Investor protection and corporate governance, La Porta, R., Lopez-de-Silanes, F., Shleifer, A., & Vishny, R. (2000). Investor protection and corporate governance. Journal of financial economics, 58(1-2), 3-27. Recent research has documented large differences among countries in ownership concentration in publicly traded firms, in the breadth and depth of capital markets, in dividend policies, and in the access of firms to external finance. A common element to the explanations of these differences is how well investors, both shareholders and creditors, are protected by law from expropriation by the managers and controlling shareholders of firms. We describe the differences in laws and the effectiveness of their enforcement across countries, discuss the possible origins of these differences, summarize their consequences, and assess potential strategies of corporate governance reform. We argue that the legal approach is a more fruitful way to understand corporate governance and its reform than the conventional distinction between bank-centered and market-centered financial systems.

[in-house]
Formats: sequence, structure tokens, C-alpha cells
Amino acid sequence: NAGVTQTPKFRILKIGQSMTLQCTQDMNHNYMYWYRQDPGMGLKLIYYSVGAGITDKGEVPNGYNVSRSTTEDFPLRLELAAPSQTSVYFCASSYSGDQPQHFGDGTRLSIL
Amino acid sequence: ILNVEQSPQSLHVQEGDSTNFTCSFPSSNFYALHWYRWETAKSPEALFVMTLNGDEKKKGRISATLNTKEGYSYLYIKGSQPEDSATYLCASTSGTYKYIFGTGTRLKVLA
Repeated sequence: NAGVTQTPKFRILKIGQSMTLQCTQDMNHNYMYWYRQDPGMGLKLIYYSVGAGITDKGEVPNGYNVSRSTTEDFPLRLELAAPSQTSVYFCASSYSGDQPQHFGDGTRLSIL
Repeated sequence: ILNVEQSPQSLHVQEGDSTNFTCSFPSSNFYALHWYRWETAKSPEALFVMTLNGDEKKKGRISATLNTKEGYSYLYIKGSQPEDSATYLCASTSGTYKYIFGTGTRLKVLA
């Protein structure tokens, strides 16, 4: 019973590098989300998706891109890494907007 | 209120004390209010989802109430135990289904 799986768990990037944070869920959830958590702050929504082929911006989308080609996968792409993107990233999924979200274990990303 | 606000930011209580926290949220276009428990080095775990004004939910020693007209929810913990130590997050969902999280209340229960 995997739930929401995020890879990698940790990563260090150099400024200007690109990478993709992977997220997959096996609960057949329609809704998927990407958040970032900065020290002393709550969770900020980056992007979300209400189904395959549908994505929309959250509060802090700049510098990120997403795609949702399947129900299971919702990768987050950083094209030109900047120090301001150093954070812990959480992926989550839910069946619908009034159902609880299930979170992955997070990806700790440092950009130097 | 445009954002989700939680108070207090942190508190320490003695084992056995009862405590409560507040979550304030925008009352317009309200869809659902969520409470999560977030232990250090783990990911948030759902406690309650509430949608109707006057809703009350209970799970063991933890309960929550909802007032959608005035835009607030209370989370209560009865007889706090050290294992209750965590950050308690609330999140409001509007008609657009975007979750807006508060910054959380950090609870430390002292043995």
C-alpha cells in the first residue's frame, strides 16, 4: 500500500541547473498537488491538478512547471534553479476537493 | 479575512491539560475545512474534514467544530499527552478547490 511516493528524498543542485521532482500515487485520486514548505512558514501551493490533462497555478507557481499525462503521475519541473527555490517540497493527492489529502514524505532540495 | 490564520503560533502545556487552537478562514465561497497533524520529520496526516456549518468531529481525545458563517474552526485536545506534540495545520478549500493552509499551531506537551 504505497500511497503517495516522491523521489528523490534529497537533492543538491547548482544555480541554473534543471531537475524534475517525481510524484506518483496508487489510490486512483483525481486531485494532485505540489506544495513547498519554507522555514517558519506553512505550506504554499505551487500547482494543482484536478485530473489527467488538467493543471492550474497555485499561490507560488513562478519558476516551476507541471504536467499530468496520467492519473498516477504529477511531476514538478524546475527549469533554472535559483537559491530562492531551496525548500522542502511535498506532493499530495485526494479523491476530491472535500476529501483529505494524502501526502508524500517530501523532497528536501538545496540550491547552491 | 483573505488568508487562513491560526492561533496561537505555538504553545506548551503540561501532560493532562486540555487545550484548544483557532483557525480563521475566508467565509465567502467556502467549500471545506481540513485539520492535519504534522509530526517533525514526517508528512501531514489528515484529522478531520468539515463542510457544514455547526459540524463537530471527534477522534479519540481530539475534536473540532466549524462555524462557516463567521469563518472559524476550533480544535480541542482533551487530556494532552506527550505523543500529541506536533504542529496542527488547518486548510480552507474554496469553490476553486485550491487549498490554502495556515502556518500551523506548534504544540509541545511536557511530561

Global imbalances and the accumulation of risk, Gros, D. (2009). Global imbalances and the accumulation of risk. In his latest Policy Brief, Daniel Gros gives a new angle on why the existence of current account ‘imbalances’ should provoke the greatest financial crisis in living history if the raison d’être of a financial system is to deal with imbalances (between savers and investors). He argues that one has to take into account the way current account deficits are financed and how flow imbalances accumulated into large stock disequilibria. In his view, the securitisation leading to the crisis was the product of a maturity mismatch between foreign savers seeking short-term assets and excess supply of long-term US mortgage debt.